- Special Reports
- Maps & Data
- 2015 In Review
- Dear Abby
- Games & Puzzles
- Events & Exhibits
- Food & Drink
- Arts & Music
- Movies & TV
Hartford - Municipal officials who said state aid to municipalities is inadequate voiced their concerns to legislators on the state's Appropriations Committee Wednesday, many of them focusing on funds distributed through the Payment in Lieu of Taxes (PILOT) programs for state-owned properties and nonprofit hospitals and colleges.
Though Gov. Dannel P. Malloy's $19 billion budget proposal for fiscal year 2015 includes a 7 percent increase in PILOT funds for cities and towns with nonprofit hospitals and colleges, his budget proposes flat-funding the PILOT program for state-owned properties.
Municipal leaders said the two PILOT programs have been flat-funded for years and that a large number of tax-exempt properties take up space that cannot be sold to for-profit companies. Ultimately, those who testified said they wanted the state to do a better job of funding municipal grants at the level required by state law.
During the committee meeting, representatives from the Connecticut Conference of Municipalities and municipal officials did not address the bill proposed by state Rep. Brendan Sharkey, D-Hamden, that would allow municipalities to tax properties that belong to nonprofit hospitals and colleges. After the meeting, East Lyme First Selectman Paul Formica and a CCM representative said that bill would need more evaluation before it could be supported.
Last week, Malloy said that he hadn't spoken with Sharkey about the issue and hadn't decided whether he supported the bill.
Formica said towns also have other concerns.
"The reason I am up here talking about PILOT is because last year, the discussion was to take the PILOT and turn it into education funding and eliminate it from cities and towns," Formica said. If the governor's budget proposal from last year had been approved, East Lyme would have lost $700,000 in PILOT revenue from the state for its two prisons, two National Guard camps and Rocky Neck State Park.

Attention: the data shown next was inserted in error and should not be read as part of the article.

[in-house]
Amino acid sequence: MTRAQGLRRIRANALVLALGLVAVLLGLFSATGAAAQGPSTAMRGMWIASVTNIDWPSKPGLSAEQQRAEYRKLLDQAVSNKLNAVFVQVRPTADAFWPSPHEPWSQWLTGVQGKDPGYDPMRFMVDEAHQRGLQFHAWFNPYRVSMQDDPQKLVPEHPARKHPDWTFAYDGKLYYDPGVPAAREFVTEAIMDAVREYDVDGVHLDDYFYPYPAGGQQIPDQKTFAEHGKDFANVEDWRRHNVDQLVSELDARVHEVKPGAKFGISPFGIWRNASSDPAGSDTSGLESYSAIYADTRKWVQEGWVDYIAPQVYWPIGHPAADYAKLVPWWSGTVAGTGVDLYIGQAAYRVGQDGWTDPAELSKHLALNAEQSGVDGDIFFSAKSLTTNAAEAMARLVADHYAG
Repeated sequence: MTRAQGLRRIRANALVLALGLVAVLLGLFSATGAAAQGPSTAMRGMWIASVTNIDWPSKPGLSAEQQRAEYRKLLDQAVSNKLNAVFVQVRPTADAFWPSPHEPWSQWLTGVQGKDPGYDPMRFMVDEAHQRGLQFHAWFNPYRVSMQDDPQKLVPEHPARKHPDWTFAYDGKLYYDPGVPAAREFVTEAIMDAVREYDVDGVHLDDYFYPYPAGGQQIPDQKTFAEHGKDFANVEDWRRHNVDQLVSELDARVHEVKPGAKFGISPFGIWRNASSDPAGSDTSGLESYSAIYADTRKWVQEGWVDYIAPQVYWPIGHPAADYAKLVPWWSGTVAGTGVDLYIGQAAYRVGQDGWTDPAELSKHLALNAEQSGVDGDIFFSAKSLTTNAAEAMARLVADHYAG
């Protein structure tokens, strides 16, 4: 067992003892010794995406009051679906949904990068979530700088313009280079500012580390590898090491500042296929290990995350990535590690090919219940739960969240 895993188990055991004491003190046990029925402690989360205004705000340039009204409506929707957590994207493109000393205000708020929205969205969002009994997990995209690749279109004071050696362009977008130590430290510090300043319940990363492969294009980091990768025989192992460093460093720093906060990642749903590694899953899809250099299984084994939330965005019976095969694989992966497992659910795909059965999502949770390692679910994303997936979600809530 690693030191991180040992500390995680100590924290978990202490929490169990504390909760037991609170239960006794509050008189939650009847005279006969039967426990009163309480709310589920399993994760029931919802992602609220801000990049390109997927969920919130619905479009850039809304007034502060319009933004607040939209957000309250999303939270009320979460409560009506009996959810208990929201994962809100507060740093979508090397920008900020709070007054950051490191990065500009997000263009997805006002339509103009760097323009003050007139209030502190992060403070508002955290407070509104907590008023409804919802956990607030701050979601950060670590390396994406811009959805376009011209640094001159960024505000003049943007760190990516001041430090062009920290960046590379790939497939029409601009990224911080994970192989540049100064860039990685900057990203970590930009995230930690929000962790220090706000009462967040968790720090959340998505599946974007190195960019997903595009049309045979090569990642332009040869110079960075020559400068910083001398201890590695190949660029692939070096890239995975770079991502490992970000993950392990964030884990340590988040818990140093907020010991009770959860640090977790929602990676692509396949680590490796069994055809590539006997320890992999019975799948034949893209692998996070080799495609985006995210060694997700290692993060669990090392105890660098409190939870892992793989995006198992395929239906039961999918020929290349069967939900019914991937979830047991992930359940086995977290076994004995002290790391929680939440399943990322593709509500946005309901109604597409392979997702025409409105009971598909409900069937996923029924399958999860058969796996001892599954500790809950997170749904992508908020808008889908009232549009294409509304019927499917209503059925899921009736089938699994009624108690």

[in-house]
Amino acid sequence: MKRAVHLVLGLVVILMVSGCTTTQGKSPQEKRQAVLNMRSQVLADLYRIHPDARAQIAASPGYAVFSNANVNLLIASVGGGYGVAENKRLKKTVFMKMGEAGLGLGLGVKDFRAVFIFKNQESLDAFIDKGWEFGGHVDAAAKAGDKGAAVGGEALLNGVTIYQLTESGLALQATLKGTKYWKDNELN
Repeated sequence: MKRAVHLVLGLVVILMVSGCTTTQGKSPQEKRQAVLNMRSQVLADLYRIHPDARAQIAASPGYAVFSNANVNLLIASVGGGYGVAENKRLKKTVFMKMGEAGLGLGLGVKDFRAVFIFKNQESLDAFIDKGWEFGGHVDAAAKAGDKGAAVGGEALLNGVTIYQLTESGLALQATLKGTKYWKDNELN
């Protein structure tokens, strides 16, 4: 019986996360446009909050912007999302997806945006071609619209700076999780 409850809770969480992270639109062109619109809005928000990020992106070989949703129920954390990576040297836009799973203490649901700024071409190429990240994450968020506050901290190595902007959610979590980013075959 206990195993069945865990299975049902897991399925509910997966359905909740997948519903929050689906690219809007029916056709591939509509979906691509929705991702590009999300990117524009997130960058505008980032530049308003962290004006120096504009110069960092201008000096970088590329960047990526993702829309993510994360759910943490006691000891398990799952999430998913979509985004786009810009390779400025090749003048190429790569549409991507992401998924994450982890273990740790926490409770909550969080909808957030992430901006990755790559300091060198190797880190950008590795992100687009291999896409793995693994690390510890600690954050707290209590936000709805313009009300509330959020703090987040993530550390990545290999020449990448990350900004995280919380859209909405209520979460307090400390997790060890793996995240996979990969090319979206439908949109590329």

Mansfield Mayor Betsy Paterson, who is a former president of CCM, said she wanted the state to fund the municipal grants at the levels required by statute instead of providing temporary relief through grants such as municipal aid adjustment and municipal revenue sharing grants.
"We just think that the PILOTs across the state should get their fair share and not be subject to these maneuvers every year," Formica said.
In East Lyme, despite an increase in property values, the town will be getting $84,270 less in fiscal year 2015 than it received this year, which was $933,077, according to the governor's budget proposal.
The town supports the state park and prisons by sending public safety officials there when needed, Formica said. "We just want our fair share from whatever is supposed to be there," he said.
East Lyme is also scheduled to receive $40,548 from the nonprofit college and hospital PILOT program this year and $42,897 next year because of vacant properties owned by the Sheffield Scientific School of Yale University.
The legislature should put some of the budget surplus funds toward the state-owned property PILOT program, Paterson said. Mansfield is home to the University of Connecticut's largest campus, in Storrs.
She said her town has lost $2 million in funding from the state between the 2009 budget and the 2015 budget proposal.
According to state law, municipalities with state-owned properties are supposed to receive 45 percent of the taxes that would have been paid had the properties been taxable. Municipalities with state prisons are supposed to receive 100 percent. Currently, municipalities get about 23 percent from the state for both state-owned properties and prisons, said George Rafael, senior government finance analyst for CCM.
Municipalities with nonprofit hospitals and colleges are supposed to receive 77 percent of what the tax bill would be; Sharkey said they get about 32 percent.
The two PILOT programs have been flat-funded for five years. The state budgets $115 million for the nonprofit hospitals and colleges PILOT program, and Malloy's budget proposes increasing this amount to $123 million. The state budgets $74 million for the state-owned property PILOT.